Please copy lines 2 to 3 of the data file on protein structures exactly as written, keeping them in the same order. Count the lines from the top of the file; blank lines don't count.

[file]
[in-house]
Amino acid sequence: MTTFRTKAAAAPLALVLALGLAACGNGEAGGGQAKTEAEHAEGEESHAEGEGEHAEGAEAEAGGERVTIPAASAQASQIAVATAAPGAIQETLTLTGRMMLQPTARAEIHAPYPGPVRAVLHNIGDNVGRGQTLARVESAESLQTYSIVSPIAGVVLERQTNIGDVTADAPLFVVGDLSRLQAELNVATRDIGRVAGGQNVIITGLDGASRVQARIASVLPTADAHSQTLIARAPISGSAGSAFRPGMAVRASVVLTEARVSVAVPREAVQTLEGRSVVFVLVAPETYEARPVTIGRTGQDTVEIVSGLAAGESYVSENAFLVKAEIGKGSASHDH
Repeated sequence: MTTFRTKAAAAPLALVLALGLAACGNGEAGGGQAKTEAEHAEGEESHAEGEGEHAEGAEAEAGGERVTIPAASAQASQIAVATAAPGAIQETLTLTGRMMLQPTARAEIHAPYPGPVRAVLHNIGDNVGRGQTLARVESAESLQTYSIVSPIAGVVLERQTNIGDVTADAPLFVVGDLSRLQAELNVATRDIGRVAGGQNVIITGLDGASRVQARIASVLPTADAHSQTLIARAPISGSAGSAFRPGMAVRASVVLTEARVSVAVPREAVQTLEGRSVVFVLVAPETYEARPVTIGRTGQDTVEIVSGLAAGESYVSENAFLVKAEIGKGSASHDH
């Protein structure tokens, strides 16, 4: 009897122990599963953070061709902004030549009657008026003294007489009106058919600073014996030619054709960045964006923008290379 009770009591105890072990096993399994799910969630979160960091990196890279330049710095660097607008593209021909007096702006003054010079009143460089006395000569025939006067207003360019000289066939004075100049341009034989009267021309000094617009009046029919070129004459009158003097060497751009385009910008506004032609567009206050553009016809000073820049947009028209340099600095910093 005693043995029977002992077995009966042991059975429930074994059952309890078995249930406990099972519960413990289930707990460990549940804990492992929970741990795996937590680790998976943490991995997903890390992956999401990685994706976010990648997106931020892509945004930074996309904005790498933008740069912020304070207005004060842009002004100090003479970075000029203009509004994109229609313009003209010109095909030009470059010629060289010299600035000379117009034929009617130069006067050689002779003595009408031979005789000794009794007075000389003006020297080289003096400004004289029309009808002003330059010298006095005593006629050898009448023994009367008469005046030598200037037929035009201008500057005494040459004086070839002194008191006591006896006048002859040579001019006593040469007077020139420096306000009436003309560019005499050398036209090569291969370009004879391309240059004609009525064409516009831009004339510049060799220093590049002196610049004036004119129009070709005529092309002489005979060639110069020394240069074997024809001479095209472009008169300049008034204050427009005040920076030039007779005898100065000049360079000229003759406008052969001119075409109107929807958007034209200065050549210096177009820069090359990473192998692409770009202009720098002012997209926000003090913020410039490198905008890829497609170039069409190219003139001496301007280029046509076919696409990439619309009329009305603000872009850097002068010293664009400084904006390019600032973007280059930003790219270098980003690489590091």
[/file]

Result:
Amino acid sequence: MTTFRTKAAAAPLALVLALGLAACGNGEAGGGQAKTEAEHAEGEESHAEGEGEHAEGAEAEAGGERVTIPAASAQASQIAVATAAPGAIQETLTLTGRMMLQPTARAEIHAPYPGPVRAVLHNIGDNVGRGQTLARVESAESLQTYSIVSPIAGVVLERQTNIGDVTADAPLFVVGDLSRLQAELNVATRDIGRVAGGQNVIITGLDGASRVQARIASVLPTADAHSQTLIARAPISGSAGSAFRPGMAVRASVVLTEARVSVAVPREAVQTLEGRSVVFVLVAPETYEARPVTIGRTGQDTVEIVSGLAAGESYVSENAFLVKAEIGKGSASHDH
Repeated sequence: MTTFRTKAAAAPLALVLALGLAACGNGEAGGGQAKTEAEHAEGEESHAEGEGEHAEGAEAEAGGERVTIPAASAQASQIAVATAAPGAIQETLTLTGRMMLQPTARAEIHAPYPGPVRAVLHNIGDNVGRGQTLARVESAESLQTYSIVSPIAGVVLERQTNIGDVTADAPLFVVGDLSRLQAELNVATRDIGRVAGGQNVIITGLDGASRVQARIASVLPTADAHSQTLIARAPISGSAGSAFRPGMAVRASVVLTEARVSVAVPREAVQTLEGRSVVFVLVAPETYEARPVTIGRTGQDTVEIVSGLAAGESYVSENAFLVKAEIGKGSASHDH